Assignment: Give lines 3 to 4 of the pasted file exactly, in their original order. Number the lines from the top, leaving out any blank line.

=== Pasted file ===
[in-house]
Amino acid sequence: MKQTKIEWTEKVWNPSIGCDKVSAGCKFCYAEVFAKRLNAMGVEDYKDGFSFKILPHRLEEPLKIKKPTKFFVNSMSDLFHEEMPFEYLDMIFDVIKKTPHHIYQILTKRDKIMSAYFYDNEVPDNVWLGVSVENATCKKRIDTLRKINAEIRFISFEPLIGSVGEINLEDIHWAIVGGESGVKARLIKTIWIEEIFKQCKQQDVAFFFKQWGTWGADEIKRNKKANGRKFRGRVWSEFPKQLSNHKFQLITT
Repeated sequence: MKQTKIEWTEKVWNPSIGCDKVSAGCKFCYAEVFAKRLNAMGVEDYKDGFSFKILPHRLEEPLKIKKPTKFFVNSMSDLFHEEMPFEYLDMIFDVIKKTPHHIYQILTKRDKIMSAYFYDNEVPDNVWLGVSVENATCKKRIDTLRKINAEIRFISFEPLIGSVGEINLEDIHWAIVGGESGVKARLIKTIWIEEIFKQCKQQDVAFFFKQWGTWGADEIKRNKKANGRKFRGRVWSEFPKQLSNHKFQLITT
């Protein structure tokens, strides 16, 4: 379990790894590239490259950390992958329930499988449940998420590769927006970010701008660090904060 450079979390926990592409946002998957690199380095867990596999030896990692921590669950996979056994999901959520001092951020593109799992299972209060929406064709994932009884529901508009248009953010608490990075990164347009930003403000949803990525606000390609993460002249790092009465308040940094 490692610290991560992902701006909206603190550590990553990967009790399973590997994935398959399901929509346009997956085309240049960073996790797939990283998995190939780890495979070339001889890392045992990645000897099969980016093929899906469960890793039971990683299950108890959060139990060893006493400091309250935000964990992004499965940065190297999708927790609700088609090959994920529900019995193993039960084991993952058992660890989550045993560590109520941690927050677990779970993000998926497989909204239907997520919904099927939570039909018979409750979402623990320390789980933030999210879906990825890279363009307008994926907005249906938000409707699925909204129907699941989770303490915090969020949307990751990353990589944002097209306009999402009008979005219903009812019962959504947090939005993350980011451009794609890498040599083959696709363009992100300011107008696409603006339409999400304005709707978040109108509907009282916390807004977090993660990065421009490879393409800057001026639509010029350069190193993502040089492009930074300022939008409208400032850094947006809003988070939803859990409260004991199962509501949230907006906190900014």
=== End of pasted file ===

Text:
Repeated sequence: MKQTKIEWTEKVWNPSIGCDKVSAGCKFCYAEVFAKRLNAMGVEDYKDGFSFKILPHRLEEPLKIKKPTKFFVNSMSDLFHEEMPFEYLDMIFDVIKKTPHHIYQILTKRDKIMSAYFYDNEVPDNVWLGVSVENATCKKRIDTLRKINAEIRFISFEPLIGSVGEINLEDIHWAIVGGESGVKARLIKTIWIEEIFKQCKQQDVAFFFKQWGTWGADEIKRNKKANGRKFRGRVWSEFPKQLSNHKFQLITT
């Protein structure tokens, strides 16, 4: 379990790894590239490259950390992958329930499988449940998420590769927006970010701008660090904060 450079979390926990592409946002998957690199380095867990596999030896990692921590669950996979056994999901959520001092951020593109799992299972209060929406064709994932009884529901508009248009953010608490990075990164347009930003403000949803990525606000390609993460002249790092009465308040940094 490692610290991560992902701006909206603190550590990553990967009790399973590997994935398959399901929509346009997956085309240049960073996790797939990283998995190939780890495979070339001889890392045992990645000897099969980016093929899906469960890793039971990683299950108890959060139990060893006493400091309250935000964990992004499965940065190297999708927790609700088609090959994920529900019995193993039960084991993952058992660890989550045993560590109520941690927050677990779970993000998926497989909204239907997520919904099927939570039909018979409750979402623990320390789980933030999210879906990825890279363009307008994926907005249906938000409707699925909204129907699941989770303490915090969020949307990751990353990589944002097209306009999402009008979005219903009812019962959504947090939005993350980011451009794609890498040599083959696709363009992100300011107008696409603006339409999400304005709707978040109108509907009282916390807004977090993660990065421009490879393409800057001026639509010029350069190193993502040089492009930074300022939008409208400032850094947006809003988070939803859990409260004991199962509501949230907006906190900014």